In the course of our New Year’s resolution to eat a low-calorie, fiber-packed salad twice a day, we’ve been scouring produce departments for variety.
As an alternative to red cabbage, we’ve been buying napa cabbage, originally from China and a common ingredient in Chinese recipes.
Even if you don’t like cabbage, try it: Napa cabbage has a mild, sweet flavor—a cross between cabbage, iceberg lettuce and celery (it’s sometimes called “celery cabbage”). The leaves are very crisp and are equally enjoyable raw or cooked.
In the fridge, keep the cabbage in a different compartment from ethylene-producing fruits such as apples and bananas, which will speed up the deterioration. Otherwise, a head can last for a week or more.
Whole and half heads of napa cabbage.
THINGS TO MAKE WITH NAPA CABBAGE
Salads, with chopped cabbage as an ingredient, as the base for an Asian chicken salad, or as the main ingredient in your favorite cole slaw recipe.
Kim chee, “Korean cole slaw,” a spicy pickled cabbage. Combine chopped napa cabbage, a tablespoon of chili paste (sambal olek), 3 tablespoons of rice wine vinegar, 4 sliced cloves of garlic and 1/8 teaspoon salt. Stir well to combine. Let the flavors mix overnight in a sealed container. The longer it sits (several days to several weeks), the more flavorful it becomes.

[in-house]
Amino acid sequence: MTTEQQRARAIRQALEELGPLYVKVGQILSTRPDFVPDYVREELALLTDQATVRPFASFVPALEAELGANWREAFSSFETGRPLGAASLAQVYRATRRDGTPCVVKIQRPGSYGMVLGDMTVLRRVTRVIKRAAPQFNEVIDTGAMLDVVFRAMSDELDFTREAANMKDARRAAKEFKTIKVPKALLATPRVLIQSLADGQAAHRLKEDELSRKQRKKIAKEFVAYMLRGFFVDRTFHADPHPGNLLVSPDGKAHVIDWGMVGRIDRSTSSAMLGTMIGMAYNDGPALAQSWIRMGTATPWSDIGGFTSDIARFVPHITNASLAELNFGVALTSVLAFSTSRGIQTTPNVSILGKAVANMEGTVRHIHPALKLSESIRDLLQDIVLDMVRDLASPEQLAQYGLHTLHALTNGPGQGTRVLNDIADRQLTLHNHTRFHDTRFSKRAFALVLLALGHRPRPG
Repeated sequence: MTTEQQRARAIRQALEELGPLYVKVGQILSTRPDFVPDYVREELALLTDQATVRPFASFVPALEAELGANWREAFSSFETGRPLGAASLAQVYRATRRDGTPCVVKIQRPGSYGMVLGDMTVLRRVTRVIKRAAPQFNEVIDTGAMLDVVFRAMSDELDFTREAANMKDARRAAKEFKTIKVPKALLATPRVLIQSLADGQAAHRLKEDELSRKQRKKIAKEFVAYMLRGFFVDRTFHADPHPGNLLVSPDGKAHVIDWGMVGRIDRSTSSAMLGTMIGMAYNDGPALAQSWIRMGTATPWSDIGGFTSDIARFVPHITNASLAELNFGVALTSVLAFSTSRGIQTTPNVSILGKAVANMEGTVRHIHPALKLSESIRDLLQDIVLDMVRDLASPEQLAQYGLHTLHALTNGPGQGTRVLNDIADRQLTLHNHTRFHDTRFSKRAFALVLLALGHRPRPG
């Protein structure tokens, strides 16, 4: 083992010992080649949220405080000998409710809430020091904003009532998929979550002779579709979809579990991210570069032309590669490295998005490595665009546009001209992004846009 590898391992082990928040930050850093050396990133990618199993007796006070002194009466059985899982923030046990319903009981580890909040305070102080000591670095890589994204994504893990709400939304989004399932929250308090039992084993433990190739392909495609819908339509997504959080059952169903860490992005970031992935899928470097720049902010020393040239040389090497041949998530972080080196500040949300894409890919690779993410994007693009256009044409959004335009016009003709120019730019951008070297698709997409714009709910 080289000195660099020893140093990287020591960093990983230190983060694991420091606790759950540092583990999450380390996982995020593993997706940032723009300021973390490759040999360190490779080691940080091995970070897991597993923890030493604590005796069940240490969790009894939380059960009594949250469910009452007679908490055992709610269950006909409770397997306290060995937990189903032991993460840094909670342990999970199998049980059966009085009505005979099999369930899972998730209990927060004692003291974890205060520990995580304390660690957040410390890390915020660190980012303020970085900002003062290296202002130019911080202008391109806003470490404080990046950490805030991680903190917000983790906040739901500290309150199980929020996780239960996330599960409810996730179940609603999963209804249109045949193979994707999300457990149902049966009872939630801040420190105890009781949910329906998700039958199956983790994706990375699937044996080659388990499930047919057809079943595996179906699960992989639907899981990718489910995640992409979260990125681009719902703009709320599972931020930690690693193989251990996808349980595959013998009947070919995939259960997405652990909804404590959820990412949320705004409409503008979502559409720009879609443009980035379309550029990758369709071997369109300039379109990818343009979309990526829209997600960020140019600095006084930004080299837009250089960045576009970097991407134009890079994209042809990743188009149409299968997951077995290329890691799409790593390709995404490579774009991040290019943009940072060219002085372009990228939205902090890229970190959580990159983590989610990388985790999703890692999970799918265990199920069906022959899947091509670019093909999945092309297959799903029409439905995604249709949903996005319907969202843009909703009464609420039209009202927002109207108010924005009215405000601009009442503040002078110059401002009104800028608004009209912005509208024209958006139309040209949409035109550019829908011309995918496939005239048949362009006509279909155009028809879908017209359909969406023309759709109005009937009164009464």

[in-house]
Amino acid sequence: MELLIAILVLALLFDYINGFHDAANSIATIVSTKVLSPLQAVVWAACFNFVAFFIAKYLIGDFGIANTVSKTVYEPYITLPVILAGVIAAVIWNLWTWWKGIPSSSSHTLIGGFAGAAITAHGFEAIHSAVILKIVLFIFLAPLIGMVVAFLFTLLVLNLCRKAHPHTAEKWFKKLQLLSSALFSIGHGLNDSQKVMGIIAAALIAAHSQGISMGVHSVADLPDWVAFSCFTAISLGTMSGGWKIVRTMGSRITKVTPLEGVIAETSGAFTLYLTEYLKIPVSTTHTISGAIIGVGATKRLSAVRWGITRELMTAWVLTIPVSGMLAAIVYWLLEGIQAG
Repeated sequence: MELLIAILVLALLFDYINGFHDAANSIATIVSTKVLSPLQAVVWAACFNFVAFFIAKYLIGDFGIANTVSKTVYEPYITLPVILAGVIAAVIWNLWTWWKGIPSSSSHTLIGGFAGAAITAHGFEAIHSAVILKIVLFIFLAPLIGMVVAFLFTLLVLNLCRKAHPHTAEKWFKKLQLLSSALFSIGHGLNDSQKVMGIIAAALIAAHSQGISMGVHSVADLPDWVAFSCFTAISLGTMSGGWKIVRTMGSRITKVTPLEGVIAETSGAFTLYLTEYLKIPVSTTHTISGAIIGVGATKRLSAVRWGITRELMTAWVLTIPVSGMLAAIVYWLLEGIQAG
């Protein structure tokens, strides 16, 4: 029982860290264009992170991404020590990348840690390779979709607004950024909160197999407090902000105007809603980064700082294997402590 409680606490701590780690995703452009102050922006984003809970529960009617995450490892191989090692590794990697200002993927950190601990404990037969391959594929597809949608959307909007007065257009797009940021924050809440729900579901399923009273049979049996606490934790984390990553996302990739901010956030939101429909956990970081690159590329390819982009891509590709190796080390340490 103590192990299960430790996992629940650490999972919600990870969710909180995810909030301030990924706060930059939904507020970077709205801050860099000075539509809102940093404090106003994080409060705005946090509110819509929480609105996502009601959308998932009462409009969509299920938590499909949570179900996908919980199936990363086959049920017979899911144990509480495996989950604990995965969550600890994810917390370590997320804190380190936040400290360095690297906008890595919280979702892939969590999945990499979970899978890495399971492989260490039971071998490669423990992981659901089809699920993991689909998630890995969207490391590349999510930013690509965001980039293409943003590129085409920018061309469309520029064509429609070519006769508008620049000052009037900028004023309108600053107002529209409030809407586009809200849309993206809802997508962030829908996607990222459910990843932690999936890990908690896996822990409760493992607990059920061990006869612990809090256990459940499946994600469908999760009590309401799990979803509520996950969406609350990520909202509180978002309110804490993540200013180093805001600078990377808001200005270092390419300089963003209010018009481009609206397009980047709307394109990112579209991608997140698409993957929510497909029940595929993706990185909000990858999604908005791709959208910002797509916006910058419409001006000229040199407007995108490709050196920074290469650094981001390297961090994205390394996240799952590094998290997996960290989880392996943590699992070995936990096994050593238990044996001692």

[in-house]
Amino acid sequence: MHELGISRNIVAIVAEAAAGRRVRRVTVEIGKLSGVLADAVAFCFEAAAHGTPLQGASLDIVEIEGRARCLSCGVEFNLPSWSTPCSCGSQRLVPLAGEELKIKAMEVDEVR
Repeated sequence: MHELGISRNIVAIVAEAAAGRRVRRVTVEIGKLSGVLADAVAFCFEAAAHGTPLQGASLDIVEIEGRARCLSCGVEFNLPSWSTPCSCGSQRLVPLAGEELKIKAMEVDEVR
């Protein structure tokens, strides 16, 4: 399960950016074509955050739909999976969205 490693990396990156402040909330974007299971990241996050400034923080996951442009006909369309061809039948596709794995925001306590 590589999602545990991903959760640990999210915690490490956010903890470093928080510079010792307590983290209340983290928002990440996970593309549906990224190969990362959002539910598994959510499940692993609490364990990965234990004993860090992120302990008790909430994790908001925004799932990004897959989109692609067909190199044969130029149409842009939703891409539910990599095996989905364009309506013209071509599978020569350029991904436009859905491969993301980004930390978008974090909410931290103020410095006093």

Wraps: blanched as a wrap for meat and fish (in Korea, pork and oysters are popular), dipped in a sauce made with hot pepper paste (look for Annie Chung’s Americanized version, Go-Chu-Jang, Korean Sweet & Spicy Sauce), or use another dipping sauce.
Stir-frys: mixed with Asian or European vegetables.
Soup: We love cabbage soup, a flavorful, filling and low calorie food, using a chicken, beef or tomato base.
NAPA CABBAGE: IT’S NOT FROM NAPA VALLEY
Napa cabbage originated in the region of Beijing, China. Both napa cabbage (Brassica rapa, subspecies pekinensis), which grows in a head, and bok choy (Brassica rapa, subspecies chinensis), which grows in leaf-topped stalks (think celery), are referred to as “Chinese cabbage.” For clarity, avoid using that term.
Both are related to the Western cabbage, Brassica oleracea, and are part of the cancer-fighting cruciferous family, Brassicaceae, that also includes broccoli, cauliflower, horseradish, mustard, radish, rapeseed and others.
Why is a Chinese vegetable called “napa,” which sounds like it comes from California’s Napa Valley?
The word derives from nappa, a colloquial Japanese term that refers to the leaves of any vegetable. In Japan, what we call napa cabbage is called hakusai.